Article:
Blog > How You Should Feel in the Key of F Sharp Minor
by Maureen Buja | May 27th, 2016

standard How You Should Feel in the Key of F Sharp Minor

Prince Nikolaus EsterházyCredit: Wikipedia

Prince Nikolaus Esterházy
Credit: Wikipedia

In our earlier series on C major and minor, G major and minor, and D major and minor, and A major and minor, E major and minor,and B major and minor, we listed Ernst Pauer’s suggestions from 1876 of pieces that fit the particular affect he assigned for a key. For the rest of the major and minor keys, he left us the attributes but not list of pieces.

Pauer calls F sharp minor “…that dark, mysterious, and spectral key, [which] is at the same time full of passion.”

One of the most famous symphonies in F sharp minor is Haydn’s Farewell Symphony. His Symphony No. 45, written in 1772, comes with a story told by Haydn himself: Prince Nikolaus Esterházy and his court were at the summer palace at Esterháza for a longer than usual stay. The musicians had left their families back home in Eisendtadt and wanted to get home and asked Haydn to help them relay this message to the Prince. Haydn put their appeal in terms of music: in the final movement, as each player finished, he put out the candle on his music stand and left. By the end, there were only 2 violins left: Haydn himself and his concert master. The message was understood and the court departed for home the next day.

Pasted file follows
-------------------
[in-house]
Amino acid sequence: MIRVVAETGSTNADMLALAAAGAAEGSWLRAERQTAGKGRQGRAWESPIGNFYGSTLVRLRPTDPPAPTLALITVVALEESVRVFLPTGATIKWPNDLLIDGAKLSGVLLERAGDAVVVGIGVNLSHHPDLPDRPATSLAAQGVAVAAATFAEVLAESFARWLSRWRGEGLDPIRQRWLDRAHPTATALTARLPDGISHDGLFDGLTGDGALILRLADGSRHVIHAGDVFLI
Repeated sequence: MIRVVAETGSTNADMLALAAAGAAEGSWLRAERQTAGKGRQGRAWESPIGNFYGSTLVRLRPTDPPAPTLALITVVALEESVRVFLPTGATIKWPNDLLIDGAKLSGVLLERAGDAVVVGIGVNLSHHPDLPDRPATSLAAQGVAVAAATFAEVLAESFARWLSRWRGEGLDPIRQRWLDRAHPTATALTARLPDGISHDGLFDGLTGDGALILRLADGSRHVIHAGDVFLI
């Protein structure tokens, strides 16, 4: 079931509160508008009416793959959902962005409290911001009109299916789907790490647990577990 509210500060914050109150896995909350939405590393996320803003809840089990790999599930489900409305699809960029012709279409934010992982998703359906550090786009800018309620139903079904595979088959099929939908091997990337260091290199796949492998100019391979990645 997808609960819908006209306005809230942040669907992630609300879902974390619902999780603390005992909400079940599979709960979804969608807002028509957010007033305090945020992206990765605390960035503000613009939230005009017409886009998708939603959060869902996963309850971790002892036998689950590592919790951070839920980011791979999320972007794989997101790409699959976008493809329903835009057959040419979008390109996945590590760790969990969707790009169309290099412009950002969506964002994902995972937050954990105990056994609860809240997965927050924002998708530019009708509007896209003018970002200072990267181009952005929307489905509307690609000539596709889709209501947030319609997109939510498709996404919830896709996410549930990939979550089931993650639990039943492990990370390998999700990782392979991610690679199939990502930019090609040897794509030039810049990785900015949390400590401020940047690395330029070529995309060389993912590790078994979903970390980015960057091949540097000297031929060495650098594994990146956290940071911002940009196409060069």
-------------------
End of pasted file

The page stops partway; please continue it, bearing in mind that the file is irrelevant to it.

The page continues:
Consider the scene: the musicians in a darkened room, their music lit only by candle-light, and as they depart, one by one, the room gets darker and more mysterious. It must have been a truly impressive performance (even if the musicians might have been laughing off-stage).

Haydn: Symphony No. 45 in F-Sharp Minor, Hob.I:45, “Farewell”: V. Finale: Adagio (Orpheus Chamber Orchestra)
Concertos written in this key have a particular characteristic: they were generally written for the composer himself to play, which had the double effect of keeping other performers away from the work and permitting the composer to write to his own strengths.

Beethoven’s Piano Sonata No. 29, the Hammerklavier, has its slow movement in F-sharp minor and we can understand immediately why Pauer considered this a dark, mysterious and spectral key.

Beethoven: Piano Sonata No. 29 in B-Flat Major, Op. 106, “Hammerklavier”: III. Adagio sostenuto, appassionato e con molto sentiment (Charles Rosen, piano)
What pieces do you think should be added here? Keep in mind that the piece should date from before 1876, when Pauer’s book was published. Another guideline might be to note the relatively small list of composers he gave as examples: Haydn, Mozart, Beethoven, Mendelssohn, Schubert Rossini, Weber, and Spohr – all stalwarts of German classicism / romanticism.

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